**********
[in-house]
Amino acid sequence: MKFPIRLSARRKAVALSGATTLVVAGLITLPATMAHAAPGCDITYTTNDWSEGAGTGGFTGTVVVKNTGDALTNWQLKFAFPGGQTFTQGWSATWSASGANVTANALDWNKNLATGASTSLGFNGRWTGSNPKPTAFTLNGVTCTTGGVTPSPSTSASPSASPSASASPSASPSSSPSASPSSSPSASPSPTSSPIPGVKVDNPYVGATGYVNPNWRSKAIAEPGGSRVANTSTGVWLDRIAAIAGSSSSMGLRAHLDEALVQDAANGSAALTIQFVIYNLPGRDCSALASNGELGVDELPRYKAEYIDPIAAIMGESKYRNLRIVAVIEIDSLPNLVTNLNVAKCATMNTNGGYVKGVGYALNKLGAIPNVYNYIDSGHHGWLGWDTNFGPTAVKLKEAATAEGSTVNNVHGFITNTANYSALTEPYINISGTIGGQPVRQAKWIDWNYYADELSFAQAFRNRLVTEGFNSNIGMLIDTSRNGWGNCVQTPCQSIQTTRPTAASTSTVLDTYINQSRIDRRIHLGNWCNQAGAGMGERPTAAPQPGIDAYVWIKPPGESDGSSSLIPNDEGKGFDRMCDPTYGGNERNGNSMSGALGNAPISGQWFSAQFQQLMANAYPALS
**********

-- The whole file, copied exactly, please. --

[in-house]
Amino acid sequence: MKFPIRLSARRKAVALSGATTLVVAGLITLPATMAHAAPGCDITYTTNDWSEGAGTGGFTGTVVVKNTGDALTNWQLKFAFPGGQTFTQGWSATWSASGANVTANALDWNKNLATGASTSLGFNGRWTGSNPKPTAFTLNGVTCTTGGVTPSPSTSASPSASPSASASPSASPSSSPSASPSSSPSASPSPTSSPIPGVKVDNPYVGATGYVNPNWRSKAIAEPGGSRVANTSTGVWLDRIAAIAGSSSSMGLRAHLDEALVQDAANGSAALTIQFVIYNLPGRDCSALASNGELGVDELPRYKAEYIDPIAAIMGESKYRNLRIVAVIEIDSLPNLVTNLNVAKCATMNTNGGYVKGVGYALNKLGAIPNVYNYIDSGHHGWLGWDTNFGPTAVKLKEAATAEGSTVNNVHGFITNTANYSALTEPYINISGTIGGQPVRQAKWIDWNYYADELSFAQAFRNRLVTEGFNSNIGMLIDTSRNGWGNCVQTPCQSIQTTRPTAASTSTVLDTYINQSRIDRRIHLGNWCNQAGAGMGERPTAAPQPGIDAYVWIKPPGESDGSSSLIPNDEGKGFDRMCDPTYGGNERNGNSMSGALGNAPISGQWFSAQFQQLMANAYPALS